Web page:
Something that will be substantial if an involved in an accident. Something like a Nissan Frontier truck. It's not good for a teen to have a vehicle that will hold several people. You don't want him/her loading all the friends in. That's too much noise and distraction for a new, inexperienced driver.
A Honda Accord with less than 20,000 miles on it is a good choice as a first car. Buy something used that is under warranty. Most manufacturers (Honda being one of them) will warranty their car bumper to bumper for the first year if you buy a certified car. You'll save a gigantic lump of cash that you would otherwise lose by buying a new car. For example, if you buy a new car for $20,000, it'll be worth about $15,000 after you drive it off the lot. If you buy a certified car for $20,000, it'll be worth $20,000 when you drive it off the lot. It also makes it easier to switch to a different car before it's paid off because you won't be "upside down on the loan" quite as bad. However, I recommend always paying cash for cars. In personal finance, houses (primary residence) are really the only thing that you should ever borrow money for. Business finance is a little different story. I've heard that some of the Ford cars are pretty reliable. Toyotas are good too, but all cars have maintenance and breakage issues because they are mechanical devices.
It depends on what you're looking for. If you just want something that will get you around safely, and cheaply, a honda accord. But if, like me, you want something a bit faster, a bit sportier, but still don't want to spend that much, then a Mazda mx5. The mx5 is a very small, fast and agile car. it is very cheap, and extremely reliable. It is cheap to ensure also. The only problem is that it might not be very safe. you're going to loose the battle if you get in a crash with just about any other car. The majority of them come as convertibles, so that's a plus. And if you're buying used, this might be one of the least expensive cars there is out there. You could get a good used one for around $2,000 at the lowest. hope you found this helpful.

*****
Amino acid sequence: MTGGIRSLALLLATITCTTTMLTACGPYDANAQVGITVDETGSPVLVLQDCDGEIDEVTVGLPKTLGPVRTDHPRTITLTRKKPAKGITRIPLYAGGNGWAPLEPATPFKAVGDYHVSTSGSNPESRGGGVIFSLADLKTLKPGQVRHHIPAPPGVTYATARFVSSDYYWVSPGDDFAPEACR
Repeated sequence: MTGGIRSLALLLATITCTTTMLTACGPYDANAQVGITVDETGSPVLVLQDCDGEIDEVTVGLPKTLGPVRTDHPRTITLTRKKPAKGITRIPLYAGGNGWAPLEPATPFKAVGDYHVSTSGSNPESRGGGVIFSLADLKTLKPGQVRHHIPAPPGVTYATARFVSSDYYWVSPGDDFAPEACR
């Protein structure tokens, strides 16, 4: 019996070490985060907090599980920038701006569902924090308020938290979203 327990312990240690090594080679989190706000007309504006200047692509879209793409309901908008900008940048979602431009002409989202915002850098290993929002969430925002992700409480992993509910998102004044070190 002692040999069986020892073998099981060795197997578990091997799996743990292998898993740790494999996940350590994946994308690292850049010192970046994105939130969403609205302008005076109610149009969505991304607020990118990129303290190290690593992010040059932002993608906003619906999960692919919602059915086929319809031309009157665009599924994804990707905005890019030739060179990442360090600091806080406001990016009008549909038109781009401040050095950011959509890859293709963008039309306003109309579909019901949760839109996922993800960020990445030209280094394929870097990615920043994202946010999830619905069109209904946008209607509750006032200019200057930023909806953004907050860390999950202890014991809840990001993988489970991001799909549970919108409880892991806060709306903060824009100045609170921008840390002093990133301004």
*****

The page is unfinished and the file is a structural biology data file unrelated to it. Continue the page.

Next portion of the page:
I've had good luck with Pontiac's, plus parts are easy to find.
You can spend a lot of money on a vehicle, and still come to have problems. I'd just look for something that is easy to find parts for. Honda's are good quality, but I've heard that parts are hard to find for them. Toyota's are great too, but Pontiac's are cuter and way easy to find parts for. So it just depends on what you are looking for and how well the driver is. I'd personally hate to pay 50 grand for a vehicle, only for it to be totaled in a year. Vehicles nowadays are made to be fuel efficient at the sacrifice of the quality and safety of the vehicle.
Do not go for 1997 Pontiac Grand Am. Experimental engine craps out and expensive to fix since there is no room to work under the hood. My engine was pulled more times than I can count. I'd go with VW Jetta, Chevy Camaro, Toyota, Honda... those get great reviews and happy owners.
Get something that you are willing to make changes and fix up. If you make a mistake who cares you didn't pay too much for it so junk it. What you learn from trial and error is worth more than the car.
If you have a Taurus, find a good mechanic and fix it up. Just don't put more $$$ into it than it's worth! I love Hyundai and now Kia. They have warranties that are transferred to second owners and you can still get these cars (example-elantras) relatively cheaper. They are also gas-friendly! If this is a 1st car for a teenager, buy one that isn't cool and certainly not one friends want to be seen in. A first car is to bang up and scratch. First drivers literally learn on their first cars!!!!
Talk to ER workers or those who do your surgeries after you've been in an accident. Get the car with the heaviest frame that will protect you if hit by a truck for which you can afford the gas. Second, teens need lots of drive time alone so that they build up automatic responses to dangerous situations before they have to deal with distractions of other passengers in the car. Third, go for reliability so you don't go broke with repairs. CaroleR had a good idea with Hyundai - can't beat the warranty, good frame, not high on gas costs.